WordPress’s new editor Gutenberg is also using a modular design approach to allow users to insert content in the form of blocks.

5.    Progressive Web Apps (PWAs)

Progressive web apps are those web applications that combine the experience of browsers, websites and mobile applications. The loading of these apps is similar to websites, but they allow users to work offline, push notifications, access device hardware just like native mobile applications.

The organisations that have started to use PWAs in place of simple websites have witnessed a rise in conversion rates and user engagement. Since PWAs provide the experience of both websites and mobile apps, these are very likely to trend in 2019.

6.    Responsive and Mobile-friendly Designs

As per Statista, the website traffic from mobile devices is continuously increasing over the years. In 2015, only 35 per cent of web pages were served to mobile devices, which now increased to over 50 per cent in 2018.

An increasing number of users today browse websites from their smartphones and tablets. What this means for web developers is that they need to build mobile-friendly and responsive websites that work without any glitches and provide user experience as they do on desktop devices.

Going ahead, Google has started to consider mobile responsiveness of websites as a ranking factor. Developers will need to ensure that the mobile version of the website includes important and high-quality content.

No business would like to rank lower in search results on Google and provide poor user experience to their users. As a result, developers will increasingly work on responsive designs to make the websites and web apps mobile-friendly.

7.    Chatbots

Over the next few years, enterprises will prefer chatbots as the most used application across all AI integrations. Chatbots are being used today to serve the customers better. They serve as good options for businesses that need to provide basic support to their consumers 24/7.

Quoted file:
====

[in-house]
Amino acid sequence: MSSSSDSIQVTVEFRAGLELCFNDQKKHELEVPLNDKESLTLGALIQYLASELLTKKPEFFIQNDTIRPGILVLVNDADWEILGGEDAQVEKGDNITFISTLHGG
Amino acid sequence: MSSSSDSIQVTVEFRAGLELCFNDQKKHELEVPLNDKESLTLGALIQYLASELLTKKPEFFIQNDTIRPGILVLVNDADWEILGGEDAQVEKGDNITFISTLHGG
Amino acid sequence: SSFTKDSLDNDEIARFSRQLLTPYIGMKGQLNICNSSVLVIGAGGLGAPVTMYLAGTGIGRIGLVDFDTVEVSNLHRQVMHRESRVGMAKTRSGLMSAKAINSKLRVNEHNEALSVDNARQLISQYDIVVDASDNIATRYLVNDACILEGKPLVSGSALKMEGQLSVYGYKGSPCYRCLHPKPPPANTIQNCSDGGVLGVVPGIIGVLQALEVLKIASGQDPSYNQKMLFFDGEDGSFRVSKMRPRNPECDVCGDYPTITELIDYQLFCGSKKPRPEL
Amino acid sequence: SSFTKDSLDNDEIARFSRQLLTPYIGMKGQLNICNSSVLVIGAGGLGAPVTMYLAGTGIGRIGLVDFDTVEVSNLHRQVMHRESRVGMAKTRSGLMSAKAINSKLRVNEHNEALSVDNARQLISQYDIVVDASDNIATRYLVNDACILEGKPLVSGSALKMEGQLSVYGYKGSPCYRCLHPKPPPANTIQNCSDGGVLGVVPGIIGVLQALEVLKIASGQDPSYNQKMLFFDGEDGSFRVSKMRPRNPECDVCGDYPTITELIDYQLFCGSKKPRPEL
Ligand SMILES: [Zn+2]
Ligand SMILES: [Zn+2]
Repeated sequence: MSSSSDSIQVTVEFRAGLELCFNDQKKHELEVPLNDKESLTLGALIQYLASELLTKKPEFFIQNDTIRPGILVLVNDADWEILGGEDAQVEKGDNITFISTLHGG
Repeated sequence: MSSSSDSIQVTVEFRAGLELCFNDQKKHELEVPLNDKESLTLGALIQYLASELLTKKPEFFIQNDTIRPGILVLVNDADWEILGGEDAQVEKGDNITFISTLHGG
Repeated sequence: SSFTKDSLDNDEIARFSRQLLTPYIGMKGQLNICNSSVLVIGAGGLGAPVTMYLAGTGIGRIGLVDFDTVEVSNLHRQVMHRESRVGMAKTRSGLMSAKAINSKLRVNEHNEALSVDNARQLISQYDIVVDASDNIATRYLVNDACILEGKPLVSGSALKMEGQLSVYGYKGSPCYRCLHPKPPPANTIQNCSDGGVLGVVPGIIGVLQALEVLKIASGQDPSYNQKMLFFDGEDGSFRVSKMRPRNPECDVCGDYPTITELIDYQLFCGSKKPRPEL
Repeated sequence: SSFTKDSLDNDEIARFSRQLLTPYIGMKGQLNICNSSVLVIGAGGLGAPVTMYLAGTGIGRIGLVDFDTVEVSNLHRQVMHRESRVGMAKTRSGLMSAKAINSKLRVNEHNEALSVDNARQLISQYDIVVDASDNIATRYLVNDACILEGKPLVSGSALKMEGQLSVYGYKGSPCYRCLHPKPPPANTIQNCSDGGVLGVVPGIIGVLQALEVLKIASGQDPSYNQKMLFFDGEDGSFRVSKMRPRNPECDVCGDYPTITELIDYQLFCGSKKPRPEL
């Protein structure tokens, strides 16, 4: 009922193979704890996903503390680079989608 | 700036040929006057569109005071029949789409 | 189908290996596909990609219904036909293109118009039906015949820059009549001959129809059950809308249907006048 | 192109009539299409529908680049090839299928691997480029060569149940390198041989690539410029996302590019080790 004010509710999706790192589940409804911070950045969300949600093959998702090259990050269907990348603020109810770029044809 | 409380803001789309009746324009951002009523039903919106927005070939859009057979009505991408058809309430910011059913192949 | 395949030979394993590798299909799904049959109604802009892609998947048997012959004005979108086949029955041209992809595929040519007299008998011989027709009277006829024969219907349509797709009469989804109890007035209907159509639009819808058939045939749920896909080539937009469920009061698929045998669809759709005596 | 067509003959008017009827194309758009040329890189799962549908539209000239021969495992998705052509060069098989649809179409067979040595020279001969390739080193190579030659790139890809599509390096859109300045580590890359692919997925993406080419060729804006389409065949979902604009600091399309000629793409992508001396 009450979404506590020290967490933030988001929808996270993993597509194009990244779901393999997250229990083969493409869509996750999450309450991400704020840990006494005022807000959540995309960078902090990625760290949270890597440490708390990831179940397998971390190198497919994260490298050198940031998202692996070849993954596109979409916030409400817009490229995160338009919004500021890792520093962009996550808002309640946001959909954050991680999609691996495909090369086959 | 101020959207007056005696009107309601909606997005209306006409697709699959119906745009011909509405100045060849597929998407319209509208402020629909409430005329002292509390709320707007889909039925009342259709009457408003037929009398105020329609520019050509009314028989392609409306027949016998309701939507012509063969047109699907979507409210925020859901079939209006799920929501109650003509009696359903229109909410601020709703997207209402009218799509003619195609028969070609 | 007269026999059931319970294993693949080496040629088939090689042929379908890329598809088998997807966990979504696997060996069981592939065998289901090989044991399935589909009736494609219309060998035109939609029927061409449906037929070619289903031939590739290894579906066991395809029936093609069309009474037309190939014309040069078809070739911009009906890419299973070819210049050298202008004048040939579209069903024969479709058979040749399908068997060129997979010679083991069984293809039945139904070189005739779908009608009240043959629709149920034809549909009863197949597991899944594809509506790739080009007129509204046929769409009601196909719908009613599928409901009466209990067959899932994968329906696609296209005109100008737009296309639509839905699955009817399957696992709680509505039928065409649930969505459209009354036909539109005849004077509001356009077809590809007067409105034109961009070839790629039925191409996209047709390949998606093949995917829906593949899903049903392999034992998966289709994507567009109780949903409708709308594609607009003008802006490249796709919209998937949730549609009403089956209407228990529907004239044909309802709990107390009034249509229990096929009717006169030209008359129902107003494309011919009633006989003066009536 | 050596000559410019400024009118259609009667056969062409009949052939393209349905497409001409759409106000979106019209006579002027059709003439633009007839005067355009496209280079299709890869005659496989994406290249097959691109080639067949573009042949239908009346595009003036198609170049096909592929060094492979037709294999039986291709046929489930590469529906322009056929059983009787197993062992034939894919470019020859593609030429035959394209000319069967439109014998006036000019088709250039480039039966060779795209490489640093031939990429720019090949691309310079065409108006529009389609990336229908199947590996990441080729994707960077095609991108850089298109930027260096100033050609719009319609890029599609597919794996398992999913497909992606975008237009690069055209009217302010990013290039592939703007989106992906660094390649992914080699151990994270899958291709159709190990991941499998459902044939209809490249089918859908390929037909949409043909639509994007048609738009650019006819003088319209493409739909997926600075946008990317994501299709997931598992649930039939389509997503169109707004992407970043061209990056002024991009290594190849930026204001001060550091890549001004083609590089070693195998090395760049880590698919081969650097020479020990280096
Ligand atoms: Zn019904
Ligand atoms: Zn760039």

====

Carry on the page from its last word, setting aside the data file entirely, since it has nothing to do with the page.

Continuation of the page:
The chatbots can minimise or eliminate the need of humans to answer the queries of end users. Gartner forecasts that more than 85 per cent of enterprises will interact with customers without the involvement of a human by 2020. Chatbots can significantly save money for businesses while ensuring customer satisfaction.

8.    Voice Search Integration

With the advent of digital assistants like Siri, Alexa and Cortana, people are getting more comfortable with voice search queries. They are increasingly using this feature with Google Assistant on smartphones to avoid typing.

As per Google, over 20 per cent of the mobile searches on Google are made using voice. What this means for developers is that they will need to integrate voice search option on websites to let users be comfortable while browsing the site. It will also enhance the user experience.

Wrapping up

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To make the most out of 2019 in web development, prepare yourself for these trends. A combination of modern and long-term technologies, these trends will open a door to new opportunities for developers at several points.

Apart from these trends, Augmented Reality, Internet of Things (IoT) and low-code development are also supposed to trend in the year ahead.

 

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Credits : Hackaday

 

I try to keep up with web development trends but it’s hard to keep pace since it’s such a fast evolving field. Barely a week goes by without the release of a new JS framework, elaborate build tool or testing suite — all of them touted as the one to learn. Sorting the hype from the genuinely useful is no mean feat, so my aim in this article is to summarise some of the most interesting happenings that web development saw in the last year, and what trends we expect to see more of in 2019.

A technology or framework doesn’t have to be brand new to be on our list here, it just needs to be growing rapidly or evolving in an interesting way. Let’s take a look!